33. What is a successful company that is unionized on the American model these days? I mean one that can actually beat competition.

  34. including packing the workforce with ringers, threats, lies, etc.”

    that is a ridiculously broad brush.

    No broader than joe’s. And I have personally been involved in about a dozen unionization campaigns, every single one of which involved ringers, lies, and threats. By the union.

    The scariest thing was that, in the minds of the organizers, any dirty trick was 100%justified, in their minds, by the “greater good” they were pursuing.

  35. What is a successful company that is unionized on the American model these days? I mean one that can actually beat competition.

    Cingular, Kaiser Permanente, and Harley Davidson are a few companies that have good relationships with their unions and still manage to do well. Here’s some more.

  36. RC Dean,

    “No broader than joe’s.”

    oh, then i guess it makes complete sense.

    look, i’m not saying that those things don’t occur. but you can’t seriously tell me that they don’t occur on all sides. i have a feeling that there’s a guy who worked with the organizers who’s posting on a message board the exact same observations you’ve made, but about the company.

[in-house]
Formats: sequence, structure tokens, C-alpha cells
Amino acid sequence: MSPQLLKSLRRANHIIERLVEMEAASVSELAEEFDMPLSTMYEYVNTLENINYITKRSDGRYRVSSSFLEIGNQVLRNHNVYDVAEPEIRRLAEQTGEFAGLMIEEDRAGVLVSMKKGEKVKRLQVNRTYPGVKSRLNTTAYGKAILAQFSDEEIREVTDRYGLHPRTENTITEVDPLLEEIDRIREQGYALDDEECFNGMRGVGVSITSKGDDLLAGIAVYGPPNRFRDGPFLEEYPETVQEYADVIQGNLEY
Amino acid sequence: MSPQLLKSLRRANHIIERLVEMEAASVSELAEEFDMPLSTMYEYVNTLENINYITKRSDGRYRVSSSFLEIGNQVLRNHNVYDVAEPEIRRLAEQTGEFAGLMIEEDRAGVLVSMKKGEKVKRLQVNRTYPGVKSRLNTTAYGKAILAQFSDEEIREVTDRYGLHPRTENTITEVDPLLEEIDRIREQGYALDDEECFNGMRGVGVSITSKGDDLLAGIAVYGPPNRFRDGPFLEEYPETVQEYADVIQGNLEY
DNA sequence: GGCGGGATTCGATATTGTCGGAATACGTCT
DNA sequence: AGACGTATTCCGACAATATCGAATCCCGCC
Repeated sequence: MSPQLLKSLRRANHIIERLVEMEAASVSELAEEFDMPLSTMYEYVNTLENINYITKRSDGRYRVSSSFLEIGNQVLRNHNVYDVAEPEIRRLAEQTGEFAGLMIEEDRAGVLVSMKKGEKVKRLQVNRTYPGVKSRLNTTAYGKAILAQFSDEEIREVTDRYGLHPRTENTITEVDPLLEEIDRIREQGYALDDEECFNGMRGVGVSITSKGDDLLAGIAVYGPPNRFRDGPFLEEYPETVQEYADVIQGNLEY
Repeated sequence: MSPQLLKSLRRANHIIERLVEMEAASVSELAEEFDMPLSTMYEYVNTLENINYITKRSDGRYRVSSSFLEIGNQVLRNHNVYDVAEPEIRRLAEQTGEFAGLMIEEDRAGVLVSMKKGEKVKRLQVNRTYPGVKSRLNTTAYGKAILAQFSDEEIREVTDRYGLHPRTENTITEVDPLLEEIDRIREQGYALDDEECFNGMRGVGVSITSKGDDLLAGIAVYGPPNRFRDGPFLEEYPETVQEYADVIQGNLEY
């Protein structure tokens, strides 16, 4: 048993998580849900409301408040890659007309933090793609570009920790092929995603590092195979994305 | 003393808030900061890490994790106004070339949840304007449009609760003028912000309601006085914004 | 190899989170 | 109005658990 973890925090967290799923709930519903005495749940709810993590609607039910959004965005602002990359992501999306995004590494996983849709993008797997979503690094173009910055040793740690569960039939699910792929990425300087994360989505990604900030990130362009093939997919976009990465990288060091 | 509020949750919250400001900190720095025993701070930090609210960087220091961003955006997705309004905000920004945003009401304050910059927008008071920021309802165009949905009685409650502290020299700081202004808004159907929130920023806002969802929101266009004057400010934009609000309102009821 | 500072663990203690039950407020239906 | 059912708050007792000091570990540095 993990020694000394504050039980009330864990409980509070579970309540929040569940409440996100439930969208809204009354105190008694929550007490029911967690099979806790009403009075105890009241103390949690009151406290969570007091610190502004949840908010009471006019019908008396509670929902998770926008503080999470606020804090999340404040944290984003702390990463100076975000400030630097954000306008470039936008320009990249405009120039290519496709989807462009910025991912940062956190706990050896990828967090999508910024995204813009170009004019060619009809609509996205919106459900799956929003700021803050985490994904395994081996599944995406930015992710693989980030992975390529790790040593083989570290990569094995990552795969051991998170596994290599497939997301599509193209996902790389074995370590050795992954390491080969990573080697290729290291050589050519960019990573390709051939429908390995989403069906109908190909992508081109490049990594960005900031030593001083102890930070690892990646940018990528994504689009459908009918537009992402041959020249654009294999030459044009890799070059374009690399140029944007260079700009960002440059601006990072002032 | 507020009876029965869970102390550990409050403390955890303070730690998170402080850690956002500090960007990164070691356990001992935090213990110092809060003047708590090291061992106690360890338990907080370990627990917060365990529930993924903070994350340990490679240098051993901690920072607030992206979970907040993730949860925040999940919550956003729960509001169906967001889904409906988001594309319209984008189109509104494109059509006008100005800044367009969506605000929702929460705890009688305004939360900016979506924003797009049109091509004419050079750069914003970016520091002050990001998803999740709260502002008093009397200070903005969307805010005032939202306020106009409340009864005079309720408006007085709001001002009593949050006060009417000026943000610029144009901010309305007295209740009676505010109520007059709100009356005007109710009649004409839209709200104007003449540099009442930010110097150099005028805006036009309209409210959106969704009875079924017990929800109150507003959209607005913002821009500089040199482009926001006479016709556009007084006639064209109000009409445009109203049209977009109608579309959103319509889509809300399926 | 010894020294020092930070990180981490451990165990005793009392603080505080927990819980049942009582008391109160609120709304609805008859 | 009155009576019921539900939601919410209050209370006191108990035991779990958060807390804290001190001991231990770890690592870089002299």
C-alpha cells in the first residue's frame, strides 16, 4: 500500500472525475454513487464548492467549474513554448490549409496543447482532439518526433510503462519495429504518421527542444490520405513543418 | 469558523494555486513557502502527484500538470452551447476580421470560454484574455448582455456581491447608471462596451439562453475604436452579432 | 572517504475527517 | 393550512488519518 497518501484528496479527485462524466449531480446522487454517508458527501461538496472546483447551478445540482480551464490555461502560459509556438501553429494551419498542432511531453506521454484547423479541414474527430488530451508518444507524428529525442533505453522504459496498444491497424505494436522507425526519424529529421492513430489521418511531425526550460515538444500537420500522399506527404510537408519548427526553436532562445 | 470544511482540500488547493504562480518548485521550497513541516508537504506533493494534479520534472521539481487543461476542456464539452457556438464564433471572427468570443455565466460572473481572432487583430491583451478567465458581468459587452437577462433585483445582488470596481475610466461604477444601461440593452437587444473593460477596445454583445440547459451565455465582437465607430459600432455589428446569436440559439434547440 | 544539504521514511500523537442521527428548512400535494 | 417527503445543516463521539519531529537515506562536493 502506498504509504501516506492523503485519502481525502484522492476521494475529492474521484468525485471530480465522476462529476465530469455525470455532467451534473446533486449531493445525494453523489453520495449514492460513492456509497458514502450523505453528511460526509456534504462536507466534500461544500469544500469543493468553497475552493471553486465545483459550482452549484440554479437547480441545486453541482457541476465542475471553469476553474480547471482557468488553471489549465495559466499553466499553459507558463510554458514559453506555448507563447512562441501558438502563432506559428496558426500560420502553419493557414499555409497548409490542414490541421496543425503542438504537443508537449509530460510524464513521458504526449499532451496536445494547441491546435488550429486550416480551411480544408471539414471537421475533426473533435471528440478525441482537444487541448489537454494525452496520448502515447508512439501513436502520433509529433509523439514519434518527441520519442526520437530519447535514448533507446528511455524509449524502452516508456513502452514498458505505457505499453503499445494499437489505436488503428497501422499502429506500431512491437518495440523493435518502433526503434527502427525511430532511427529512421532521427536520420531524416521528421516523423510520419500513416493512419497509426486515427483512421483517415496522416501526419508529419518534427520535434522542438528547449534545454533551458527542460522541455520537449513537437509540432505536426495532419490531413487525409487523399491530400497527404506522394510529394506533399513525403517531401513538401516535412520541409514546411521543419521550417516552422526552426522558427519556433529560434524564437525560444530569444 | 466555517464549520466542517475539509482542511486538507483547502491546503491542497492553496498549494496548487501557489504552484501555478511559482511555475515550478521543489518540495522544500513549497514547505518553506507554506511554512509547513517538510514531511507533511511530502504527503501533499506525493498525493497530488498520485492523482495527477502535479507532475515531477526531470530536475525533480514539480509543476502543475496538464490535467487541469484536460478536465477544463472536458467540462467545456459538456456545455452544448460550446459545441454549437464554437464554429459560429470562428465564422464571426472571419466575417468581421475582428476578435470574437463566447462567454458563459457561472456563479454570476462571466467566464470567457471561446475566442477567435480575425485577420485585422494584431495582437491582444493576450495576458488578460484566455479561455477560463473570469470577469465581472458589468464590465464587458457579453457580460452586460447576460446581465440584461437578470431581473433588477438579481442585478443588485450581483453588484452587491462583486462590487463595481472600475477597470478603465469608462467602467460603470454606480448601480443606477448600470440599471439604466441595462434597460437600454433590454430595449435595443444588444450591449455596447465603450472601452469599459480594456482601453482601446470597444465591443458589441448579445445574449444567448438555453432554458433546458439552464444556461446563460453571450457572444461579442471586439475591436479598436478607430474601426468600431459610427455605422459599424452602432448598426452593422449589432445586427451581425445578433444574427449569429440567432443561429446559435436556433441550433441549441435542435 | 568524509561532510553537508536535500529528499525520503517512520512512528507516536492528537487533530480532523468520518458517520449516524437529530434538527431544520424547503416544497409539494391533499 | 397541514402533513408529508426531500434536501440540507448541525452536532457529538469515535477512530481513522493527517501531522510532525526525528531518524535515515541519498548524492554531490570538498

37. JasonL,

    Maybe “we” should learn a little more about unions than what “we” read about them from media sources funded by people devoted to their destruction, hmm?

    For example, someone with a modicum of historical knowledge would know that the period of American history with the highest level of unionization was also the period we rose to economic dominance in the world.

    Or that the 30-odd year period of wage stagnation we’re currently going through coinciced precisely with the decline of union membership.

  38. “joe shows a touching naivete about union election practices”

    So, RC, which union have you ever belonged to? Which unionized workplace have you ever worked in?

    Hello? Anyone home? Helllooooooo?

    (Go ahead, ask me. Then we can see who’s talking out his ass about a subject he doesn’t know anything about.)

  39. joe:

    We used to belong to a union. We saw a UFCW strike from the ground up. We saw how idiotic and short sighted the union claims were. We read all sorts of things – real newspapers and textbooks from public schools, even.

    We also note that when there was no other way of doing things than to pay too much for an inferior product, the US auto market did just fine. The very minute competition seeped in, the decline began.

  40. “And I have personally been involved in about a dozen unionization campaigns…”

    Zing. Gotcha, RC.

    The only peole who have “been involved in about a dozen unionization campaigns” are union organizers, or those who fight professisonally against unions.

    We know you’re not the former, Mr. Dean. So, are you a professional anti-union consultant, with all that implies about your credibility and objectivity about the issue? Or are you just lying?